AIDEA Accepts State Funds for West Susitna Access Project

Nov 1, 2021 | Government, Mining, News, Transportation

Looking west over Susitna watershed.

Looking west over the Susitna watershed.

Stefan Hinman | Mat-Su Borough

The board of the Alaska Industrial Development and Export Authority (AIDEA) has accepted $8.5 million set aside in the state operating budget, HB 69, for the West Susitna Access Road (WSAR).

Funds will be directed into AIDEA’s economic development account, under AS 44.88.172, for the advancement of predevelopment work for the proposed access  corridor in the Matanuska-Susitna Borough. The intended route is approximately 100 miles long from the west end of the Ayrshire Road snowmachine trailhead to the confluence of Portage Creek and the Skwentna River, near Rainy Pass in the Alaska Range.

“Access is a common barrier to developing Alaska’s resources,” says AIDEA board Chair Dana Pruhs. “With this funding from the legislature to advance predevelopment work, AIDEA can help facilitate access for the Mat-Su Borough to develop purpose-built infrastructure.”

Current Issue

Alaska Business January 2022 Cover

January 2022

Funds will be used to carry out the third and final phase of a feasibility analysis for initial predevelopment work. The scope includes competitive procurement of a third-party contractor to assist AIDEA with the application process with the US Army Corps of Engineers and begin an environmental impact analysis through the National Environmental Protection Act. AIDEA anticipates to have a third-party under contract in late December 2021 to assist in this process.

Governor Mike Dunleavy initially included WSAR funding in a proposed bond package, but instead he requested the $8.5 million from the legislature as part of the 2021 budget.

“This important project makes it possible to travel by road from the Point MacKenzie/Big Lake area to the millions of acres on the west side of the Susitna River, opening access to strategic minerals and known proven oil and gas reserves,” Dunleavy says. “That’s the role of government—building transportation infrastructure that leads to economic development while ensuring that those resources are developed responsibly.”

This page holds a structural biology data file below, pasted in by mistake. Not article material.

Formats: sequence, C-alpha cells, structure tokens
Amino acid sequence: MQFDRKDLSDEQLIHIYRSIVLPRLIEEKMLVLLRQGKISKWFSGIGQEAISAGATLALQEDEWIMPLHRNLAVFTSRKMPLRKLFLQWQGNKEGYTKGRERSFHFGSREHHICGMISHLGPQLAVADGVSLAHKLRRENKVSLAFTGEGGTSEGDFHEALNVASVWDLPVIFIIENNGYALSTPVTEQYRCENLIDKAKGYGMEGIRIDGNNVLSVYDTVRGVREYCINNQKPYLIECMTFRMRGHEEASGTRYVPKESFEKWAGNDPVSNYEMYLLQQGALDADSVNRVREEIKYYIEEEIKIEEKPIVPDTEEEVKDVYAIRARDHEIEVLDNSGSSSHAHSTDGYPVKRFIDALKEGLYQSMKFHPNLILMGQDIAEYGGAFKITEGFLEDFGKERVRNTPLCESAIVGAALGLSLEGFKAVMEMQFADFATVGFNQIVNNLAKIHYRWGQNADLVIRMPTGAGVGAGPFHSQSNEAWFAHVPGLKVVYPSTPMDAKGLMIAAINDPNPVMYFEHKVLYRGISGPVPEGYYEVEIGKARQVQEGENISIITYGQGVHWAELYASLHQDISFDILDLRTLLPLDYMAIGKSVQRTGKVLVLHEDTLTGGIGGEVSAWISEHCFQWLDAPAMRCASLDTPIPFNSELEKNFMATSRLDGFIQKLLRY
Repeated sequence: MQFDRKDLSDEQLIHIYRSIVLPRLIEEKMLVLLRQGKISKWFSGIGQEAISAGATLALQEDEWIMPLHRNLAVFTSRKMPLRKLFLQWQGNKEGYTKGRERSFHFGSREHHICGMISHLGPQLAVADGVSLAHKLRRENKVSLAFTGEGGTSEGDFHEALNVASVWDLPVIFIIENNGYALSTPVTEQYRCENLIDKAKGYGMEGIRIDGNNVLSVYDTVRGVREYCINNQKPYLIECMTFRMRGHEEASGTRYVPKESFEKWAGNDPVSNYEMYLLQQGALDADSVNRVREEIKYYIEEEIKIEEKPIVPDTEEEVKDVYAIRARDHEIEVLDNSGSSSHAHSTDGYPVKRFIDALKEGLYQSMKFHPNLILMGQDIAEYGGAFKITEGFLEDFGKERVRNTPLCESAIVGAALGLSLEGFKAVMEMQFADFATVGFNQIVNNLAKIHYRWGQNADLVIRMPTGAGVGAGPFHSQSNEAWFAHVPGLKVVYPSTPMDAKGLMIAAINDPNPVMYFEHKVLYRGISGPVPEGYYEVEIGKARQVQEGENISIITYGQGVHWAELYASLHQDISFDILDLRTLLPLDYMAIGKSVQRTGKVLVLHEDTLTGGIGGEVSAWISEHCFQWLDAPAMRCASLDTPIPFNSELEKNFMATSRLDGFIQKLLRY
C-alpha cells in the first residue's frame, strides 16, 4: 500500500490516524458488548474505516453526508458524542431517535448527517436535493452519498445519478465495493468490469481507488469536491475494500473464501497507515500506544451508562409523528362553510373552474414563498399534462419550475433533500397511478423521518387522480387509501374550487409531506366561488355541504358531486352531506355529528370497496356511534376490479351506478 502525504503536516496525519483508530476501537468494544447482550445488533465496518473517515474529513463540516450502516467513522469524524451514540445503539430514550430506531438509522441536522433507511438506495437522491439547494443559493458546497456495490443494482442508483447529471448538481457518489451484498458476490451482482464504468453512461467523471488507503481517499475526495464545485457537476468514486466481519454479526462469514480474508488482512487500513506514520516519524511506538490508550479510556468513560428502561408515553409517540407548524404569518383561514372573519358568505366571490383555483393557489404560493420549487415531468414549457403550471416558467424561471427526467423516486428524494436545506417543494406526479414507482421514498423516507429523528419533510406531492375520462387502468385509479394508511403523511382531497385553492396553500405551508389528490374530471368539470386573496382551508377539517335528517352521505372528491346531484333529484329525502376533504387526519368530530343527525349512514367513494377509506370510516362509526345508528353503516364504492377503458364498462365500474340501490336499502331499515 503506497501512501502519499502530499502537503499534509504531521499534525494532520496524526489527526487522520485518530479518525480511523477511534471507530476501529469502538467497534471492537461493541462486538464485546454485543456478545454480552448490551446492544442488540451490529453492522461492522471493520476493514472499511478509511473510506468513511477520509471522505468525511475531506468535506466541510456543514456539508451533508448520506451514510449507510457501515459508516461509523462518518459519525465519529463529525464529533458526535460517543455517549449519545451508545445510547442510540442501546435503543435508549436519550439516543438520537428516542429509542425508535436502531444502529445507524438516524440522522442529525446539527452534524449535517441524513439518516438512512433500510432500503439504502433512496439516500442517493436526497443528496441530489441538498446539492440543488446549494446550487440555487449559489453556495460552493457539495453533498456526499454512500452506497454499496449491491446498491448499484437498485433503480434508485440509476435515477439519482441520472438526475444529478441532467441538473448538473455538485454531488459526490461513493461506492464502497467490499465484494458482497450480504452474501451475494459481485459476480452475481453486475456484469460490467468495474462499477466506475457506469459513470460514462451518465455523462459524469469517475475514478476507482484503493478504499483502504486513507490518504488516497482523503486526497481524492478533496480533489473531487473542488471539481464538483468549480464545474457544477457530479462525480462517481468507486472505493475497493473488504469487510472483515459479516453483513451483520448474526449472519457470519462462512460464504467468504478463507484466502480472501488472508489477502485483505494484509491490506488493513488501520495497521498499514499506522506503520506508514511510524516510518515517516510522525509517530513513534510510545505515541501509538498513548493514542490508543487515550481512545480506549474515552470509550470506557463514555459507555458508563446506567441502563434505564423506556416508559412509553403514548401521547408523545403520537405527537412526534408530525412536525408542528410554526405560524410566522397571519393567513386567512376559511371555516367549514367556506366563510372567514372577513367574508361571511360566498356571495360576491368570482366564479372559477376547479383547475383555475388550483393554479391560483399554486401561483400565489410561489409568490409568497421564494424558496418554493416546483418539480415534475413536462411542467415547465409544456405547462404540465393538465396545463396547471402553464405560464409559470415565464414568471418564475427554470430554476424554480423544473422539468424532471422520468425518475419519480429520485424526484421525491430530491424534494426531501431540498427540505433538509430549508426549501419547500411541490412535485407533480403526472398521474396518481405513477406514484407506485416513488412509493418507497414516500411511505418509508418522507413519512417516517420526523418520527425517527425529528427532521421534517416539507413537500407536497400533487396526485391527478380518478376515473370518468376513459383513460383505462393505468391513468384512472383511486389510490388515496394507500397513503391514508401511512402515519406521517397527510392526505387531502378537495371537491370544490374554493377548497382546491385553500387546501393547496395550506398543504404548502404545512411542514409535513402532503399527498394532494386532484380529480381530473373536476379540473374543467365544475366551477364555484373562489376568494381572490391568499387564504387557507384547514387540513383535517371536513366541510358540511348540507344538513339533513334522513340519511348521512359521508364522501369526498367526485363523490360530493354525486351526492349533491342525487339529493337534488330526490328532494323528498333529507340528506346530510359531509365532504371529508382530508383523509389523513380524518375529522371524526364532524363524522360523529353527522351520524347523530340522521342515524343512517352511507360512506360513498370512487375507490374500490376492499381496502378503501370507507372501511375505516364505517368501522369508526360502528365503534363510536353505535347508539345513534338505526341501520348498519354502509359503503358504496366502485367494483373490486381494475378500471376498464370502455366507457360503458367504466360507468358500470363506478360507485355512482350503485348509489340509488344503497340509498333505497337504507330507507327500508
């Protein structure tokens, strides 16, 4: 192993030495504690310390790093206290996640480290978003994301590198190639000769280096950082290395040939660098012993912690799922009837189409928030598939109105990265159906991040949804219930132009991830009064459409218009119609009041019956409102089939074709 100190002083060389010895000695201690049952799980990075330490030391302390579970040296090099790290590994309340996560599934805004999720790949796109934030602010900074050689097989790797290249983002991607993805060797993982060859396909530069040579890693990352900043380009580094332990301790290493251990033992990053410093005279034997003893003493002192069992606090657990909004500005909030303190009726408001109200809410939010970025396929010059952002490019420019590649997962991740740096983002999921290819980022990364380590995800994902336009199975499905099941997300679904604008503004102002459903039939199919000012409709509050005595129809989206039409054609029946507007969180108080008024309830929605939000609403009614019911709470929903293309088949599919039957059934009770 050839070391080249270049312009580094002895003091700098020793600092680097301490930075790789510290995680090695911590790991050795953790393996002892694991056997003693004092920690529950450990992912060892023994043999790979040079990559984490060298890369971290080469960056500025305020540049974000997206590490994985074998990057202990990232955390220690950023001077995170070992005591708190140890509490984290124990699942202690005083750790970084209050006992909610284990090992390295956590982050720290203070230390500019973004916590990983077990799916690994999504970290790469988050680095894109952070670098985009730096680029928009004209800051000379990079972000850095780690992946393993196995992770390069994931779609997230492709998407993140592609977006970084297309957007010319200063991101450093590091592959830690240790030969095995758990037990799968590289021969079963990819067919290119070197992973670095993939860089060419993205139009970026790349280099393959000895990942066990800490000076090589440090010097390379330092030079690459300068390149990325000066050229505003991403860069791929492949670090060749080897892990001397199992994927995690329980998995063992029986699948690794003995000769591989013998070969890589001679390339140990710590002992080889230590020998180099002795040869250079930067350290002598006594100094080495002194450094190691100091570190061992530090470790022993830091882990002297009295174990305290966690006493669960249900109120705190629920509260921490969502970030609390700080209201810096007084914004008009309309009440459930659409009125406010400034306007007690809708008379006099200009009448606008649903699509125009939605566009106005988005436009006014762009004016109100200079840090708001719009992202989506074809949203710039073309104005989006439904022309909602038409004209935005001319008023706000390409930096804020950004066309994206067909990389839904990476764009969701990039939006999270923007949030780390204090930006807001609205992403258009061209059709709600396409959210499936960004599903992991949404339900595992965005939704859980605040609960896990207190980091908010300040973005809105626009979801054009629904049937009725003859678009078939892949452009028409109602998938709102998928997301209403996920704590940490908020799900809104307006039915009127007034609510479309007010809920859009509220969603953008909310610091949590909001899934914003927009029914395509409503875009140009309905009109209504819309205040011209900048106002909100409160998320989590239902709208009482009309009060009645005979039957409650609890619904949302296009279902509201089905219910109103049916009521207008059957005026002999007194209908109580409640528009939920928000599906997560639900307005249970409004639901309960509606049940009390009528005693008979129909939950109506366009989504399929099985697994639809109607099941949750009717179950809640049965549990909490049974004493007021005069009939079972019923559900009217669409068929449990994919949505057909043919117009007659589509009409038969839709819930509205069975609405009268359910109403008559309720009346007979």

AIDEA has partnered with Australian firm Nova Minerals to develop the Estelle gold project, a mining district with a collection of 346 claims that the WSAR would connect to the highway system. (Not to be confused with Novagold, the Canadian company developing the Donlin gold prospect near the Kuskokwim River.)

“Investing in access projects creates the infrastructure necessary to bring natural resources to market, which creates good-paying jobs for Alaskan families and generates local tax revenue that helps fund social and emergency services,” said AIDEA Executive Director Alan Weitzner.

Currently the only road access west of the Little Susitna River is a winter-only trail to the Fish Creek Natural Resource Management Unit. The WSAR would be a year-round road with at least eleven major bridges, in some sections paralleling the historic Iditarod Trail.

Alaska Business Magazine January 2022 cover

In This Issue

Junior Achievement of Alaska

January 2022

For more than forty-eight years, Junior Achievement (JA) has made it possible for hundreds of thousands of K-12 students in Alaska to have the JA experience. The formula is simple: we equip volunteers from the business community with our award-winning curriculum and send them into classrooms to teach students about money, careers, and business—and it works.

Share This